• Too long screws endanger the soft tissues, especially tendons and neurovascular structures. With self-tapping screws, the cutting flutes are especially dangerous, and great care has to be taken that the flutes do not protrude beyond the cortical surface.

Oblique distal condylar fracture of the proximal phalanx – Lag screw fixation enlarge

Insert lag screw

Insert the lag screw and gently tighten it to compress the fracture.


Oblique distal condylar fracture of the proximal phalanx – Lag screw fixation enlarge

Pitfall: protruding screw head

A protruding screw head can cause ligament irritation and eventual joint stiffness.
In order to avoid such protrusion, slightly enlarge the entrance to the screw hole in order partially to sink the screw head. Do not attempt to countersink with too large a tool, and be careful not to overtighten the screw, to avoid fragmentation.

5 Large fragment fixation top

Oblique distal condylar fracture of the proximal phalanx – Lag screw fixation enlarge

Preliminary fixation (large fragments)

Long oblique fractures can be preliminarily fixed by inserting a K-wire. Be careful to place it in such a way that it will not conflict with later screw placement.

Avoid inserting a K-wire into small fragments, as they are in danger of fragmentation.


Oblique distal condylar fracture of the proximal phalanx – Lag screw fixation enlarge

Drilling and alternative preliminary fixation

Leaving the reduction forceps in place, drill a gliding hole as perpendicularly to the fracture plane as possible, using a 1.5 (or 1.3) mm drill bit for a 1.5 (or 1.3) mm screw. Insert a 1.5 (or 1.3) mm drill sleeve into the gliding hole.
Use a 1.3 (or 1.0) mm drill bit to drill a thread hole in the opposite fragment, just through the far (trans) cortex.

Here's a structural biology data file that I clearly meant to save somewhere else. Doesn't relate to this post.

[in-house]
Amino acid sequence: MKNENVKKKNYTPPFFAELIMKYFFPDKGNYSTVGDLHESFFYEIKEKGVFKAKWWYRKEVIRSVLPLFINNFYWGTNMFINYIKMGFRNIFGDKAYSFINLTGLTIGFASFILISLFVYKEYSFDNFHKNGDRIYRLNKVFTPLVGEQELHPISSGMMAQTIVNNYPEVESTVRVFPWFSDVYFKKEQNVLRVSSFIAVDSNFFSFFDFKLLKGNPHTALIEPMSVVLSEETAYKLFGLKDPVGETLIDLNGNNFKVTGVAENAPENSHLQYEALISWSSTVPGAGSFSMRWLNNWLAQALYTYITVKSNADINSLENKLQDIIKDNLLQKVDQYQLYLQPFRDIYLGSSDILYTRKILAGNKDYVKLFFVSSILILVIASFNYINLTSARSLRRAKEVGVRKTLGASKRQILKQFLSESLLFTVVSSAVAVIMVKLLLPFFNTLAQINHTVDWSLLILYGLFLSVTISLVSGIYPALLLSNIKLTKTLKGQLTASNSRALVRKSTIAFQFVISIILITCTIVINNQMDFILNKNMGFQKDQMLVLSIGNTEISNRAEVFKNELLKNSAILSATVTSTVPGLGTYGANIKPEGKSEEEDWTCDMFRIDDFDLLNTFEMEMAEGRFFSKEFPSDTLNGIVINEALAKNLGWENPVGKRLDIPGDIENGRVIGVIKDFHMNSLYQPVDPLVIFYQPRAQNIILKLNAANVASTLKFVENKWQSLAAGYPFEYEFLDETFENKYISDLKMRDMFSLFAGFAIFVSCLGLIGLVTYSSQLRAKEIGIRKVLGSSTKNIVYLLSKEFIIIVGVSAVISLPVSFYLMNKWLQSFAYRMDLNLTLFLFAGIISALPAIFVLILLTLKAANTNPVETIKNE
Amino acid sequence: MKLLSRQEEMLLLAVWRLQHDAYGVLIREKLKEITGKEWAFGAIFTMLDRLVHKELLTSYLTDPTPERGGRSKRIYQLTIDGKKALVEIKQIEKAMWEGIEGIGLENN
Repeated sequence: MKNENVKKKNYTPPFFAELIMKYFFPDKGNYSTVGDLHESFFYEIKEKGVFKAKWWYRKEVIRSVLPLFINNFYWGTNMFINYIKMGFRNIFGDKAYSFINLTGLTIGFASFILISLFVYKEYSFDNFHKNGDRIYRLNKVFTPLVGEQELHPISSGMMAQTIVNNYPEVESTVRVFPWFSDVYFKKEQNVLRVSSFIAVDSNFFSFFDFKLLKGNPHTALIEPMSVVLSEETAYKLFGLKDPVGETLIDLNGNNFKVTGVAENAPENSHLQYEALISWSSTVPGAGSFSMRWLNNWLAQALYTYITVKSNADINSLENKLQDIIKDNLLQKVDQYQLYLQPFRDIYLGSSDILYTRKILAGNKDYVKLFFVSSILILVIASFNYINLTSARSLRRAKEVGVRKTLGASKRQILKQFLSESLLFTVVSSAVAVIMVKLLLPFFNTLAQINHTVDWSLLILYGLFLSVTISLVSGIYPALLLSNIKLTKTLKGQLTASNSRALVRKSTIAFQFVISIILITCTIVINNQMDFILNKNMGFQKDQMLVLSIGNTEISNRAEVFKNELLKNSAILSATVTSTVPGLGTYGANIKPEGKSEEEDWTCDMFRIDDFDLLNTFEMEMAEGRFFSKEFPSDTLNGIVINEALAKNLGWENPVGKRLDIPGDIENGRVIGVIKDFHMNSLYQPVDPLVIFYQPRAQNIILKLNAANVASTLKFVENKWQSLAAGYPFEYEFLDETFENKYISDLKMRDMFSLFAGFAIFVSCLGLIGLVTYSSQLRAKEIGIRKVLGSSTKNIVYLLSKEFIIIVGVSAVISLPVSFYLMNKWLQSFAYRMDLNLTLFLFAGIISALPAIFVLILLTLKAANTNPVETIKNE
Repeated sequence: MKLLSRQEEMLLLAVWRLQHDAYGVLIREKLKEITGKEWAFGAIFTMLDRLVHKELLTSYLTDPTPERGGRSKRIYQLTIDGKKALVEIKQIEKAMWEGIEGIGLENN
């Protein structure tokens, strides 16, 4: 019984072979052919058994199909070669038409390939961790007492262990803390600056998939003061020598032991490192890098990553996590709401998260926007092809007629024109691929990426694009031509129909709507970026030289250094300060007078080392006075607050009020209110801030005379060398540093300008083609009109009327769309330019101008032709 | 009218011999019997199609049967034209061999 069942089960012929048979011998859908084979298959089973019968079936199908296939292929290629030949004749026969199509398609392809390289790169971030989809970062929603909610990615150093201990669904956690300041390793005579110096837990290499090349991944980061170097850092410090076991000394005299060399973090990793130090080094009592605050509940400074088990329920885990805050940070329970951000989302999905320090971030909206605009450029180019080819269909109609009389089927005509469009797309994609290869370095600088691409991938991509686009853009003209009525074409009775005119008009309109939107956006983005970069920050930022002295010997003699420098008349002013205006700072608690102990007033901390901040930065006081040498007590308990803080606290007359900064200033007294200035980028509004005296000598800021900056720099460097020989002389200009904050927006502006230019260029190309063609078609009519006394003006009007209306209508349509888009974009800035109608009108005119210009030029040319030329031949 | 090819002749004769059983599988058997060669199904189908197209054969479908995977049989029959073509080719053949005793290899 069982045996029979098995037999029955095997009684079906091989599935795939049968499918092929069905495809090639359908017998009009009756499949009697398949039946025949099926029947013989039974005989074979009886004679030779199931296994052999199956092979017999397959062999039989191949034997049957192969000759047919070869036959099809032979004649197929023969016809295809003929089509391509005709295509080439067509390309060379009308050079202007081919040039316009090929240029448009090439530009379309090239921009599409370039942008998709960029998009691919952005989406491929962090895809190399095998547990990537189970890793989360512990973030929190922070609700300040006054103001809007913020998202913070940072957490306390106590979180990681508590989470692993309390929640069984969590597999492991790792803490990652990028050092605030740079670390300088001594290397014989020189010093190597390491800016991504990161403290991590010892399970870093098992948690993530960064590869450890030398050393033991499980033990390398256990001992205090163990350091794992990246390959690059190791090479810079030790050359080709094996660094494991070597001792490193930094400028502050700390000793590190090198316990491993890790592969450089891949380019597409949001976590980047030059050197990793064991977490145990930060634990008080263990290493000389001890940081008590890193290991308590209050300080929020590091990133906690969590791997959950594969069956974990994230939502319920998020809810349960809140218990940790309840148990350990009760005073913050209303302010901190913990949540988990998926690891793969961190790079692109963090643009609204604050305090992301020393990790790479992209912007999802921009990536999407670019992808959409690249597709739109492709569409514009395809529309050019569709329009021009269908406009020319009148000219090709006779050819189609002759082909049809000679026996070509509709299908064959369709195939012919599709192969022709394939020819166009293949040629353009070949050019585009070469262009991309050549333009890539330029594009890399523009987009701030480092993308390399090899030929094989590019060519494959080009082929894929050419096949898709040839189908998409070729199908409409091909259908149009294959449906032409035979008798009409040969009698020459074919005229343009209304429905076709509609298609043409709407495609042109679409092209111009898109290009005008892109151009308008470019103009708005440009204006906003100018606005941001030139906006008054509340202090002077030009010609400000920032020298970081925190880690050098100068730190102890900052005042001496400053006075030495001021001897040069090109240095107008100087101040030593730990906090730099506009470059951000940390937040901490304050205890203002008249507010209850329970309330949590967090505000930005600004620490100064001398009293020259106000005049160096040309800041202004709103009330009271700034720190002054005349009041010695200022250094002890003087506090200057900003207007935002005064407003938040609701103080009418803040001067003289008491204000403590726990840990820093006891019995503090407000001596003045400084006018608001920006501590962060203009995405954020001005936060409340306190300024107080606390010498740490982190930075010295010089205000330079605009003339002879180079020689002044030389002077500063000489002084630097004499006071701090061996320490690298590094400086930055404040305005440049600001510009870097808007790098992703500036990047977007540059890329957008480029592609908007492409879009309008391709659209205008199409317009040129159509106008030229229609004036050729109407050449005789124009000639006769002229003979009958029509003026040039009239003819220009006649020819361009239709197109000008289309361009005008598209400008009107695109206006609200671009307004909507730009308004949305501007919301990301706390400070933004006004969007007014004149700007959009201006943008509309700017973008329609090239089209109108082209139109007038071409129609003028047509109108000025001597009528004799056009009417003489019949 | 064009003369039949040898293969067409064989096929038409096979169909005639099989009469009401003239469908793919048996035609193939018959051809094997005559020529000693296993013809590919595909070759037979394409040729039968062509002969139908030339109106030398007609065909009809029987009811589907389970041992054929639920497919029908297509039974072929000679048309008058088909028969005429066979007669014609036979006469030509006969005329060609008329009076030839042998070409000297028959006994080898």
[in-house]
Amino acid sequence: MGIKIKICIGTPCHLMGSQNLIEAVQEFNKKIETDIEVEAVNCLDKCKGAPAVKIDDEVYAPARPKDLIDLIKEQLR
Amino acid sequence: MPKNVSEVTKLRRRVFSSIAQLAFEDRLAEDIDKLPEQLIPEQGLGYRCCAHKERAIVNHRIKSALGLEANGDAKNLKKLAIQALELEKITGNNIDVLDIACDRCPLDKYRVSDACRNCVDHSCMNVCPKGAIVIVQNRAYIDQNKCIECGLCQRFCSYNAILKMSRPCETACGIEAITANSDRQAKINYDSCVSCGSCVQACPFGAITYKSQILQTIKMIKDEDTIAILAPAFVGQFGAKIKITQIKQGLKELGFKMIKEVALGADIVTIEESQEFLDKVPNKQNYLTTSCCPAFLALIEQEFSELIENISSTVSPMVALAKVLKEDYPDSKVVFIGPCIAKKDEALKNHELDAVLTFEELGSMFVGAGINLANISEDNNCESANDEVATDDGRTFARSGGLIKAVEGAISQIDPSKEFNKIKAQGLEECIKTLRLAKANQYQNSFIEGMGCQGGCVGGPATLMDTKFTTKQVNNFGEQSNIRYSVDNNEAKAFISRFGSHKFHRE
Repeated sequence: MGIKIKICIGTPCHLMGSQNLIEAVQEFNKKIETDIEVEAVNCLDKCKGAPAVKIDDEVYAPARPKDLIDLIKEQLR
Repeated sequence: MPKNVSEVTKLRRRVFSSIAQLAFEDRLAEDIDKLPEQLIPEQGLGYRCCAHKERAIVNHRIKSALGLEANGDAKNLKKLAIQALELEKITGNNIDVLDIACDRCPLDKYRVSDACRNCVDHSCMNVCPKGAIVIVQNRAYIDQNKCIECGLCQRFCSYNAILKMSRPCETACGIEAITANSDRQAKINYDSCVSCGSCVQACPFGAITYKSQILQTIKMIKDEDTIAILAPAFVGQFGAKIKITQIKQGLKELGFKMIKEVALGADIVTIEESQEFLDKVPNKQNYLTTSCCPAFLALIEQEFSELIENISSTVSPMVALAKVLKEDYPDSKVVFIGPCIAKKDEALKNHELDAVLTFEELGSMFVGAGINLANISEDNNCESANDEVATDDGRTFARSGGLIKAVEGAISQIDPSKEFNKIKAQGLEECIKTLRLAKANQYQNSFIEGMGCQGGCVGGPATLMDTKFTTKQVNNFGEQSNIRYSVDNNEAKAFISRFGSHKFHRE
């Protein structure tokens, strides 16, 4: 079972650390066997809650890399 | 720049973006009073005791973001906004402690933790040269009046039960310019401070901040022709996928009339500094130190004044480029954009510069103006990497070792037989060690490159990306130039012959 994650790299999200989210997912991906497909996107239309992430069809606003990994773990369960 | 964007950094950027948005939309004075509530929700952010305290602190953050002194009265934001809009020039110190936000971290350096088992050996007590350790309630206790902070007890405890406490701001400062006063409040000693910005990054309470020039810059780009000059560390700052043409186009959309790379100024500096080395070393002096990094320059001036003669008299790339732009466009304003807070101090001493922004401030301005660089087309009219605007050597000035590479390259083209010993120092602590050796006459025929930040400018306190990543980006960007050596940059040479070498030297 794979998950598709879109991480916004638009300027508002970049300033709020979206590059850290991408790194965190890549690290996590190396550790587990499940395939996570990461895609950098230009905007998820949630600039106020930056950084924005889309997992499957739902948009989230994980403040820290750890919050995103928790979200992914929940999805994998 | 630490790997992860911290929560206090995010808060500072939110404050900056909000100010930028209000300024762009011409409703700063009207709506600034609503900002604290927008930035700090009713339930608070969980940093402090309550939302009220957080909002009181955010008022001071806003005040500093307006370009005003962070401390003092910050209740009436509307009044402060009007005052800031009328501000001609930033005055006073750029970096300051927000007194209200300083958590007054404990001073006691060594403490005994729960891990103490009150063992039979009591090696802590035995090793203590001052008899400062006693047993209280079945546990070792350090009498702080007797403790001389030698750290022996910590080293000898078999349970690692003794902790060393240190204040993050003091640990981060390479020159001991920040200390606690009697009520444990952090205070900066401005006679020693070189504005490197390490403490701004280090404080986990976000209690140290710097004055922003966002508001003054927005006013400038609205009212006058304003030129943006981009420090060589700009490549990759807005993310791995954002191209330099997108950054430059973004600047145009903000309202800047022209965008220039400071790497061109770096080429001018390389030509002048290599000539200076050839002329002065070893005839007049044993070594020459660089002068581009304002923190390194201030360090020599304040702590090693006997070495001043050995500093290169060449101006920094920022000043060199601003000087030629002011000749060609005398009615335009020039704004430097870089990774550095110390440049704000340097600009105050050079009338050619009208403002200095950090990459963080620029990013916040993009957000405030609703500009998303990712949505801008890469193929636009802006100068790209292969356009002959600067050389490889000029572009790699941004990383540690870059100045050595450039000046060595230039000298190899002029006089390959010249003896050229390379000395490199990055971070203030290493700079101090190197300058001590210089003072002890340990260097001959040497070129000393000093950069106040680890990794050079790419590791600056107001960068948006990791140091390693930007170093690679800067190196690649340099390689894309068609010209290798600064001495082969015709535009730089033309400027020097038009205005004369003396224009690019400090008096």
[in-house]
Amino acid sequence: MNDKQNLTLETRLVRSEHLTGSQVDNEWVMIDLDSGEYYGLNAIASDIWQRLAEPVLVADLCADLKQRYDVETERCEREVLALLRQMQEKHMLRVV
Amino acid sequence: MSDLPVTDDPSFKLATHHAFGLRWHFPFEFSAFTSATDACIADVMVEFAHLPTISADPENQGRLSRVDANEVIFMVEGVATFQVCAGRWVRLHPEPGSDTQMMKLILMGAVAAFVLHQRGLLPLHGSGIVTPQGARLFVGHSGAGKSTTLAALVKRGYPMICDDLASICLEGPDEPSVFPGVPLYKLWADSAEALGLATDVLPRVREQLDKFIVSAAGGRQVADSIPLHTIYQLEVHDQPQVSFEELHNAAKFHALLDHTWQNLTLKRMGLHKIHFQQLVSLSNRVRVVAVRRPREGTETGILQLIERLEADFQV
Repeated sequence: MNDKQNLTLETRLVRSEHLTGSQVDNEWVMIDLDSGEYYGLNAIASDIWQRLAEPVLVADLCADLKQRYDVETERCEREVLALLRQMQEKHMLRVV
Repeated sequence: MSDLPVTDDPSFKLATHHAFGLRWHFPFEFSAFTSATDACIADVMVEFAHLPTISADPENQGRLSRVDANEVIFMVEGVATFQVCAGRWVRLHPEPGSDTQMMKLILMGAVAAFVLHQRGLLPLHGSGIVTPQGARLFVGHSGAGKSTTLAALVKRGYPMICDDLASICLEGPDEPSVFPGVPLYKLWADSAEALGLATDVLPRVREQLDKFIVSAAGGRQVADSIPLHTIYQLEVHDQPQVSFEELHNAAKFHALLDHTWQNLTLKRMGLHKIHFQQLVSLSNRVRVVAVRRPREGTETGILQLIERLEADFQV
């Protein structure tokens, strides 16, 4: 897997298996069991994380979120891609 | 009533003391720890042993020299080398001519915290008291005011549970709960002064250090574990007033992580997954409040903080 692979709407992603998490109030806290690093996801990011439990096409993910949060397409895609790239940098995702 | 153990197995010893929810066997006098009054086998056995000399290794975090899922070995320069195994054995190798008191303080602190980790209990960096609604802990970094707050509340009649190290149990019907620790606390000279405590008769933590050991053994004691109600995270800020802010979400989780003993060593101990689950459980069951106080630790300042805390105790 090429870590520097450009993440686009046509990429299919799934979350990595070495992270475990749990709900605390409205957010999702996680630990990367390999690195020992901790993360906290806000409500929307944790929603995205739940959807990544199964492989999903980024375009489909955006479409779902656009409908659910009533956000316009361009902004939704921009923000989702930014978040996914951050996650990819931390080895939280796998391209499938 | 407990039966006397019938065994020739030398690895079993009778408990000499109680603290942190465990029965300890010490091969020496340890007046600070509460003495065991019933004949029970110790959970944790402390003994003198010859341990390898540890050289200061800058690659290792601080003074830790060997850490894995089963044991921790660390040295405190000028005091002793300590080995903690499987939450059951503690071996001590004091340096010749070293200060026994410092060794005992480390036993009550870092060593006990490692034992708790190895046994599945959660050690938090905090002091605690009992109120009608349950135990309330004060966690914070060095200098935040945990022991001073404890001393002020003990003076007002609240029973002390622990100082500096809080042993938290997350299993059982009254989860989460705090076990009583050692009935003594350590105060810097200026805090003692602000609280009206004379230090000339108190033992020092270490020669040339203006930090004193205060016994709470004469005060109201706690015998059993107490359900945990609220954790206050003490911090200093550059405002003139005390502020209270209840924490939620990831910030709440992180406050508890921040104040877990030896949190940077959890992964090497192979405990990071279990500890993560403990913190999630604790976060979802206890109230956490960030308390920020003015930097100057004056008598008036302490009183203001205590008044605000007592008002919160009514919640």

Leave the drill bit in the drill hole, preliminarily to hold the reduction if no K-wire has already been used for this purpose.
Remove the reduction forceps.


Oblique distal condylar fracture of the proximal phalanx – Lag screw fixation enlarge

Screw size selection

The exact size of the diameter of the screw used will be determined by the fragment size and the fracture configuration.
The various gliding hole and thread hole drill sizes for different screws are illustrated here.


Oblique distal condylar fracture of the proximal phalanx – Lag screw fixation enlarge

Pitfall: Oblique measuring

When measuring for screw length in oblique drill holes, the measurement to the acute angle is different from the measurement to the obtuse angle. This problem increases with the degree of obliquity.
Always measure both angles and use the longer measurement. However, keep in mind that too long a screw can protrude to the extent that it puts the soft tissues at risk.


Oblique distal condylar fracture of the proximal phalanx – Lag screw fixation enlarge

Screw length pitfalls

Ensure that a screw of the correct length is used.

  • Too short screws do not have enough threads to engage the cortex properly. This problem increases when self-tapping screws are used due to the geometry of their tip.
  • Too long screws endanger the soft tissues, especially tendons and neurovascular structures. With self-tapping screws, the cutting flutes are especially dangerous, and great care has to be taken that the flutes do not protrude beyond the cortical surface.